There are many versatile “food wines” out there—wines are more flexible and forgiving than people think, and are willing to accommodate to whatever food happens to be on the table, given reasonable limits.
On the other hand, many wines have certain affinities with certain foods or dishes and combine with spectacular synergistic effect, exponentially increasing the enjoyment of both.
But there are a few—a very few—wines that are not only generous in their versatility, but accomplish the role of companion with such eager virtuosity that they make most foods shine.
When you find those wines, cherish them.
Don’t be surprised if your cherished list includes an inordinate number of rosés. Roses are, by their very nature, accommodating with foods across the taste spectrum, treading, as they do, between the characteristics of red and white. But, even then, roses are still often fairly workaday and not extraordinary in any way.
But one rosé that is extraordinary is a Provencal rosé from the AOC of Bandol, the result of a fortunate conspiracy between place, grape varieties, and years of long experience. Bandol rosés have such particular vigor and vivacity they stand out clearly among other rosés, and almost always perform brilliantly with foods to enhance the dining experience of even the most casual of meals.
Consider the Bandol Rosé Domaine du Gros’ Noré 2010, consumed recently at St. Jack, a charming French bistro concept restaurant in Portland, OR, on the first real warm day of summer there.
A curious and appealing magenta shade of purple/red tells you immediately this is not some light and frothy little amusement; the aroma and taste confirm this. There’s berry fruit and plum, floral perfume, musk and earth, all mixed together in the nose, and the taste follows seamlessly. There’s structure and intensity too; and a lovely streak of bracing minerality that adds a lean, taut, nervy line to the wine.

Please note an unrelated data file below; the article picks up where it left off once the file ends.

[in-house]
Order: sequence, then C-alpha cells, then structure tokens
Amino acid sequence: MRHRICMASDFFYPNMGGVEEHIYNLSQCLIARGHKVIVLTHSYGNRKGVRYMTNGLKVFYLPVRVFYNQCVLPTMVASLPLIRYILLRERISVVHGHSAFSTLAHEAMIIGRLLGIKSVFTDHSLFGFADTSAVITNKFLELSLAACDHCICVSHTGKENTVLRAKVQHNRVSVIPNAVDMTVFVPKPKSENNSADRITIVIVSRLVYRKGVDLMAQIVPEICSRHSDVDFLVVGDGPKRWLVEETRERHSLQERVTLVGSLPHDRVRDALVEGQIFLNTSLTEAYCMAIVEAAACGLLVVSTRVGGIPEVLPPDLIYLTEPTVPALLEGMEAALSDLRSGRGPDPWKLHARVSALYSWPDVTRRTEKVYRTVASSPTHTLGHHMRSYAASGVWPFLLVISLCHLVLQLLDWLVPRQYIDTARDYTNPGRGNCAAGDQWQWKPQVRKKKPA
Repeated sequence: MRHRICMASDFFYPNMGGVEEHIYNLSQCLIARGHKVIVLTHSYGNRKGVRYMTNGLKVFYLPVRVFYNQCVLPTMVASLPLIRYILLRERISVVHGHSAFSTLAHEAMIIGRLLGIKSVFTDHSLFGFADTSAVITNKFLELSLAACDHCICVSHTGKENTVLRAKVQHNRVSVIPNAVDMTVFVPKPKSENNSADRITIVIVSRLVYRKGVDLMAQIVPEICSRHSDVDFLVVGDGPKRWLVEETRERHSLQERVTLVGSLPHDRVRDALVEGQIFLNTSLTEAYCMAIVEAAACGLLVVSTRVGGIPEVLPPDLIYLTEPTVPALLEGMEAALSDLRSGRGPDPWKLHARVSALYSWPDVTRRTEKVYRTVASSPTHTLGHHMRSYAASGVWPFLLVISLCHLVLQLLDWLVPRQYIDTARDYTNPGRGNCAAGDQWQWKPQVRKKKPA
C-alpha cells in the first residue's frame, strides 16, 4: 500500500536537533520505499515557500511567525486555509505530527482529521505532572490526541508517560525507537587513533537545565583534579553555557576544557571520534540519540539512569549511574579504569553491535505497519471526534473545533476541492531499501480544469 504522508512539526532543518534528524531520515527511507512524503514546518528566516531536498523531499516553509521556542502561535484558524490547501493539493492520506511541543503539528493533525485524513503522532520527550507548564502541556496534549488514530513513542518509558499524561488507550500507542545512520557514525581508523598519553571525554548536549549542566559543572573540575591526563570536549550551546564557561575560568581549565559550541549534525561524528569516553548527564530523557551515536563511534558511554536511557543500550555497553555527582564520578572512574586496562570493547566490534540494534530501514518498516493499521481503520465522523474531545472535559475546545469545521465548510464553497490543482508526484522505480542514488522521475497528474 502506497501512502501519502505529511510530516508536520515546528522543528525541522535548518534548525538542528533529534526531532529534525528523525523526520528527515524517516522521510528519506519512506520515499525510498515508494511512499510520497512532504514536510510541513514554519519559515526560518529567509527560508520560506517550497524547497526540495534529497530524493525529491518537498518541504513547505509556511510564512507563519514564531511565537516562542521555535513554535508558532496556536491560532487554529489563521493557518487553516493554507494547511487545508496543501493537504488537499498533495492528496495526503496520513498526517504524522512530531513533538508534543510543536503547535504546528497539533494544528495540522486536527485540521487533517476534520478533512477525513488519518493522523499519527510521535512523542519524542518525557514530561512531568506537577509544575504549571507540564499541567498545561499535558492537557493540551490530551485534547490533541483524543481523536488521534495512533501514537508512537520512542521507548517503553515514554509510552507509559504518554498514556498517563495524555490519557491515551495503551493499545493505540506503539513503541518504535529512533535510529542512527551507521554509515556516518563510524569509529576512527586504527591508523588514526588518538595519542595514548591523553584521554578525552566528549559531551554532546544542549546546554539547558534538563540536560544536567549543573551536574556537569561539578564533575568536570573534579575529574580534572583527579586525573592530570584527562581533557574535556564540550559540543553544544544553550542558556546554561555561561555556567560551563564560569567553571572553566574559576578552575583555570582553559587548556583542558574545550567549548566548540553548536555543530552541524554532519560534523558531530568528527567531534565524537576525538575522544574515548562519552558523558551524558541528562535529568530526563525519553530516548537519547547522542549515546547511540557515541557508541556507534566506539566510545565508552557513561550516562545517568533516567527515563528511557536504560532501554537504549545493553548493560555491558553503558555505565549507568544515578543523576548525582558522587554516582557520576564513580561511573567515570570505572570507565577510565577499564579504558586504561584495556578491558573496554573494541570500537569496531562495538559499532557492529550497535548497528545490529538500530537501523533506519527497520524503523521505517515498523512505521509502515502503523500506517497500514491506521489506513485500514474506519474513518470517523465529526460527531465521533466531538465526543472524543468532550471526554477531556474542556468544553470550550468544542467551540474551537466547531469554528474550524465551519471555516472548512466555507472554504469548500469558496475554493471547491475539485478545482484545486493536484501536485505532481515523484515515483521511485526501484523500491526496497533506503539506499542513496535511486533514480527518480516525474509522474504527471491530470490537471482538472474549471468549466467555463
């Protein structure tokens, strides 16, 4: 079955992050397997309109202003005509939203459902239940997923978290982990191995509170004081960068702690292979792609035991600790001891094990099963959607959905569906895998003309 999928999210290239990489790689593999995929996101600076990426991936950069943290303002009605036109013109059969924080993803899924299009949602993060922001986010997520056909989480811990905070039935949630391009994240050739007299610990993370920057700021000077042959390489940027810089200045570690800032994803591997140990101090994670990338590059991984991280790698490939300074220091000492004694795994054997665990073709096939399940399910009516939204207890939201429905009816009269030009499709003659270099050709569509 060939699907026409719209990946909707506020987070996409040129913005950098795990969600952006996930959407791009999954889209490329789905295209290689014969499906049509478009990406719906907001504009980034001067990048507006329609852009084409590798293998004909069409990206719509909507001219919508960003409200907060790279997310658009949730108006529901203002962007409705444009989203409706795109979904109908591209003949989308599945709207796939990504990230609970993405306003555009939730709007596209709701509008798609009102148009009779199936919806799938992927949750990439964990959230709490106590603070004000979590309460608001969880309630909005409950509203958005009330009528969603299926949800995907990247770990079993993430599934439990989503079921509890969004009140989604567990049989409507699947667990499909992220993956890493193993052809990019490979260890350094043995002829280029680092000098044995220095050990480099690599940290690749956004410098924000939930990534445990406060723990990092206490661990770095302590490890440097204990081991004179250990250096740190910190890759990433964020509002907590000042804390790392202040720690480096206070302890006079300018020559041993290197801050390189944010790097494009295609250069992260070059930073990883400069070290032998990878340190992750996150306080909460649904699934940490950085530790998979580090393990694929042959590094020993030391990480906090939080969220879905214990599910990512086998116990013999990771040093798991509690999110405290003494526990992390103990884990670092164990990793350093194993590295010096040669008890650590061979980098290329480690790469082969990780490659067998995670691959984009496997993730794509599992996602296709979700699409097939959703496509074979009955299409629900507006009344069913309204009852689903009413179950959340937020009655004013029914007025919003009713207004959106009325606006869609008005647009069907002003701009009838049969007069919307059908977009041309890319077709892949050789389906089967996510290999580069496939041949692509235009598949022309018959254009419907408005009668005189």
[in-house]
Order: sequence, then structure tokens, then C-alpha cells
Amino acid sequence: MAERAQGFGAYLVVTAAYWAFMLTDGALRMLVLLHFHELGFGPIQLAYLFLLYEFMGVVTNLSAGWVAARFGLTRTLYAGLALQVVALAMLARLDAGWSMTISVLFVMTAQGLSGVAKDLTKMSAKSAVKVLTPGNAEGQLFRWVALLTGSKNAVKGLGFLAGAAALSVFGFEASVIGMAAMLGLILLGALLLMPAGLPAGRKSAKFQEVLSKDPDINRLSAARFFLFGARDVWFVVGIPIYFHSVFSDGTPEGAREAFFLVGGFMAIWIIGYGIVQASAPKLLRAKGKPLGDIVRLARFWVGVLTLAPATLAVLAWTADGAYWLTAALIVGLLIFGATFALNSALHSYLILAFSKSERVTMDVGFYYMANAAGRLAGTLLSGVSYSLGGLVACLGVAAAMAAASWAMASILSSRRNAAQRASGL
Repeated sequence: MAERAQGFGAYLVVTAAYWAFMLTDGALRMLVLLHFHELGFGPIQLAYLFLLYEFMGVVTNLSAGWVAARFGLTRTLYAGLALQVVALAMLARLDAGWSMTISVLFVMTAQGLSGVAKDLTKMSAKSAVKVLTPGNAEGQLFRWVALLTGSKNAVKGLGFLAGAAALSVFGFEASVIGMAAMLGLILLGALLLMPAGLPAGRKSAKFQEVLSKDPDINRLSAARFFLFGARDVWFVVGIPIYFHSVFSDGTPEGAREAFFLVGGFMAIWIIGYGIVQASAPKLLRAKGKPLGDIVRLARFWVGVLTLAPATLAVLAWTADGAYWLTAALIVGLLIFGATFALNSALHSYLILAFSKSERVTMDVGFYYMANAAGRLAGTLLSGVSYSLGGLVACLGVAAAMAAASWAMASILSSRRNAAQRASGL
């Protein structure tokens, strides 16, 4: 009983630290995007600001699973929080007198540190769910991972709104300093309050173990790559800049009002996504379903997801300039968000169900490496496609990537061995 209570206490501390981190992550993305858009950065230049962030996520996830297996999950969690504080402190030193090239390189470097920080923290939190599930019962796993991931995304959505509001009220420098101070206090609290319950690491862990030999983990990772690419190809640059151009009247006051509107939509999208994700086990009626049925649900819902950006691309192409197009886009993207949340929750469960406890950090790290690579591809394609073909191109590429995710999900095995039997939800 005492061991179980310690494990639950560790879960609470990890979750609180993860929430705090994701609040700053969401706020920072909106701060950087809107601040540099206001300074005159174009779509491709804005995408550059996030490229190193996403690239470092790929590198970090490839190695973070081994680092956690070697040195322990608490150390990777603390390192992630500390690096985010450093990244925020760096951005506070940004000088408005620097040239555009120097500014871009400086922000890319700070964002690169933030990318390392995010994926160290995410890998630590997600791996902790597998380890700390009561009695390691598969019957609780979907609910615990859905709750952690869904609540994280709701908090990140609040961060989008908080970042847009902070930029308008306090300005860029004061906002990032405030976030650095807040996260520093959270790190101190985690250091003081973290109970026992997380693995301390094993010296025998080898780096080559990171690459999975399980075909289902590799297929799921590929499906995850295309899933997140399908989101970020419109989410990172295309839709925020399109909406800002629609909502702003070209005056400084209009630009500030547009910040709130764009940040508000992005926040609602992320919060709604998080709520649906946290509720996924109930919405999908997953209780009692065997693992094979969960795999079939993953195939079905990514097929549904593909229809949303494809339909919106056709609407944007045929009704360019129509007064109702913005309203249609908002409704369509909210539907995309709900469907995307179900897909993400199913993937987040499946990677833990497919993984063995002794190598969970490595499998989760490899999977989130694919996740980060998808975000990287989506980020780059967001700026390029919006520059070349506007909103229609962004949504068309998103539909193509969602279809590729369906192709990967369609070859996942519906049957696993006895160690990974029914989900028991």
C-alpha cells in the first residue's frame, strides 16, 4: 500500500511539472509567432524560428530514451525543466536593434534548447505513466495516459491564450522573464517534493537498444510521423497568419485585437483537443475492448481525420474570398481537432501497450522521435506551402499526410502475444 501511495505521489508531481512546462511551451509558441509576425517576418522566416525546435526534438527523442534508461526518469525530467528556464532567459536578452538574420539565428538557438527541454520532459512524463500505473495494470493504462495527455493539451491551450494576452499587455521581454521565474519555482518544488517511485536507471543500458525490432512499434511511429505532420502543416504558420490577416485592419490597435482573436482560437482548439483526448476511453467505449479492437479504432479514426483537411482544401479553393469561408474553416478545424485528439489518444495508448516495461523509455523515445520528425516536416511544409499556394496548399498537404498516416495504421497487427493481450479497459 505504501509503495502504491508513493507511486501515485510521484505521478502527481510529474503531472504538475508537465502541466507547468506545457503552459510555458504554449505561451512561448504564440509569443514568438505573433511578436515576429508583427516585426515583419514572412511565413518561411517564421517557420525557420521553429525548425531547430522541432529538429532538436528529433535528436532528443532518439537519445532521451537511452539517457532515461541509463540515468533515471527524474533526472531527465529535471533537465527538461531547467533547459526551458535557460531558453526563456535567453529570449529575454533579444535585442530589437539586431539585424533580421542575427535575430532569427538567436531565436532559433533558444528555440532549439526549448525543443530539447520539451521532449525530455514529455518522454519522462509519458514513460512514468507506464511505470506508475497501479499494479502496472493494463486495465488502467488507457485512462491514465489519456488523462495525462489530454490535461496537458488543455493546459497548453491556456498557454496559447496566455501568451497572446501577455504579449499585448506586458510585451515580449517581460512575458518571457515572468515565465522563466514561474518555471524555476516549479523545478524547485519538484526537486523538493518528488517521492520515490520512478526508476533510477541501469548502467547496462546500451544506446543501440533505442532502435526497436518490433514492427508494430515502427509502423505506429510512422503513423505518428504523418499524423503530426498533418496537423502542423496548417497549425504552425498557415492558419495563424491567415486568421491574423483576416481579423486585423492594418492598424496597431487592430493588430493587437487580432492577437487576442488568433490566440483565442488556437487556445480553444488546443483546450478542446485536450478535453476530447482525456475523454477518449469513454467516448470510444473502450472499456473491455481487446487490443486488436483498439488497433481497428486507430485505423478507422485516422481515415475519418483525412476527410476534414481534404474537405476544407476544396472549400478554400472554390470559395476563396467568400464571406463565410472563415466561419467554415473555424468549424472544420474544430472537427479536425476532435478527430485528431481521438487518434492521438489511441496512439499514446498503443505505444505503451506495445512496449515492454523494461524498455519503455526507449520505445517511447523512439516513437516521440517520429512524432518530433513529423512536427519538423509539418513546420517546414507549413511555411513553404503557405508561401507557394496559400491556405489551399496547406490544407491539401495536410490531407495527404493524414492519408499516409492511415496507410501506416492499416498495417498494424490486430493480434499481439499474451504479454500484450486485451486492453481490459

And here’s where a Bandol—and this Bandol—shines: put it up against the first dish, a bowl of piping hot and perfectly double-cooked pomme frites with a side of aioli, and it seems as though there couldn’t possibly be a better wine sitting beside the food.
Second dish up—a wooden board of charcuterie de maison, with greasy-rich, chewy, Alsace saucisse, pork rillettes, quince paste, Dijon mustard, pickled rhubarb, charred green onions and cornichons alongside a fresh baked baguette—and the wine conforms with rustic charm, not missing a beat, shifting easily to a spicier, fuller-bodied, more robust companion befitting the food.
Finally, with the brimming bowl of moules mariniere in a heady broth, the wine twists acrobatically to show off both the perfume to match the savoriness and the earthy tang to match the plump, fat mussels in herbed broth.
Three different dishes. Three entirely different taste and textural themes—fried, cured, and seethed in broth—and the wine matched all with aplomb. Not easy to do; but the Bandol has enough weight to be weighty when needed; enough fragrance to be aromatic when needed, and aromatic in the right way each time; and enough complexity of flavor to accommodate a surprisingly wide range of other flavors. It’s white when it needs to be; red when it wants to be. It’s Bandol Rosé—light when you need it that way, but full and rounded when you need it to be.
The Domaine du Gros Noré may seem a bit pricey for rosé, retailing in the $20s as it does, but one sip and you won’t quibble at the price; it’s really a low price, when you compare it to the most famous of the Bandol Rosés, the considerably more expensive Domaine Tempier.
Domaine du Gros’ Noré Bandol Rosé is imported by Kermit Lynch Wines, and should be widely available in quality wine purveyors.